Transitioning from Flash to HTML5 can take several months and may require new skills and software. This guide shows you how to plan for that transition.
Auditing what you have
Before you begin, you'll need to identify the media assets and core use cases of your existing Flash functionality. The following questions can help you prepare:
- How many media files do you have on the site?
- What format are the media files in? Some formats (e.g. FLV) are not compatible with HTML and the media files will need to be converted.
- Do you have the original media files? If you need to create new files (e.g. MP4) then transcoding from the original will give you higher quality.
- Do you currently support video ads, such as pre-rolls or interstitials? What ad networks do you partner with?
- Do you currently authenticate user access?
- Do you currently use digital rights management (DRM), for example Adobe Access?
- Do you currently support adaptive streaming (e.g. the Adobe HTTP Dynamic Streaming format?)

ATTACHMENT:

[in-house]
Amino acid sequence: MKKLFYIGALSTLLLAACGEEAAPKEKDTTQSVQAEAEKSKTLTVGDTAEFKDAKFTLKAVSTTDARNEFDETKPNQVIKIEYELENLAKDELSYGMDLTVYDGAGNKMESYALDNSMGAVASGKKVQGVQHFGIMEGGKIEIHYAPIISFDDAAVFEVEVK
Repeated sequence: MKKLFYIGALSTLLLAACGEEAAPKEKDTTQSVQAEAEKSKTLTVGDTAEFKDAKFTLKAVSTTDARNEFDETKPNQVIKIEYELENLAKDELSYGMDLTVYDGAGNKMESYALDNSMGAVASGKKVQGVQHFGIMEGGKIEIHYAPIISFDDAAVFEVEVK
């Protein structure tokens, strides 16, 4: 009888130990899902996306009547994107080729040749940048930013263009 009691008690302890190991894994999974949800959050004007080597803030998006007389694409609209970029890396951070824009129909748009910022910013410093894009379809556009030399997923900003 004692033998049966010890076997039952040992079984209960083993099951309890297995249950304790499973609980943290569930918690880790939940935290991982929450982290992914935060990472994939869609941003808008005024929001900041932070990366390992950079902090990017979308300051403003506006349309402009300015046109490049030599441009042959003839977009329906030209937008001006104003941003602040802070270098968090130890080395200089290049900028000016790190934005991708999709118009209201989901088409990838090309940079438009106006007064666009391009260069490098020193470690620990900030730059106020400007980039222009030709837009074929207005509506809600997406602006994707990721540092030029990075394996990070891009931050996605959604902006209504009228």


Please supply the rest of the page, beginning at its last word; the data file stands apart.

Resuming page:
- Do you use a CDN for distribution?
- Do you provide captions or subtitles for your media? If so, what file formats are those in? What languages do you support?
Once you've audited your Flash experience, there are a few key decisions you'll want to make about your new HTML experience:
- Will you support the mobile web as well as desktop?
- Will you support offline playback?
- Do you need to support changing network conditions? If so, you will want to use an adaptive streaming format.
- Will you authenticate users before allowing them to access your media?
- Will you need video (or audio) ads? Which partners will you use?
- Do you need to protect the media files with DRM?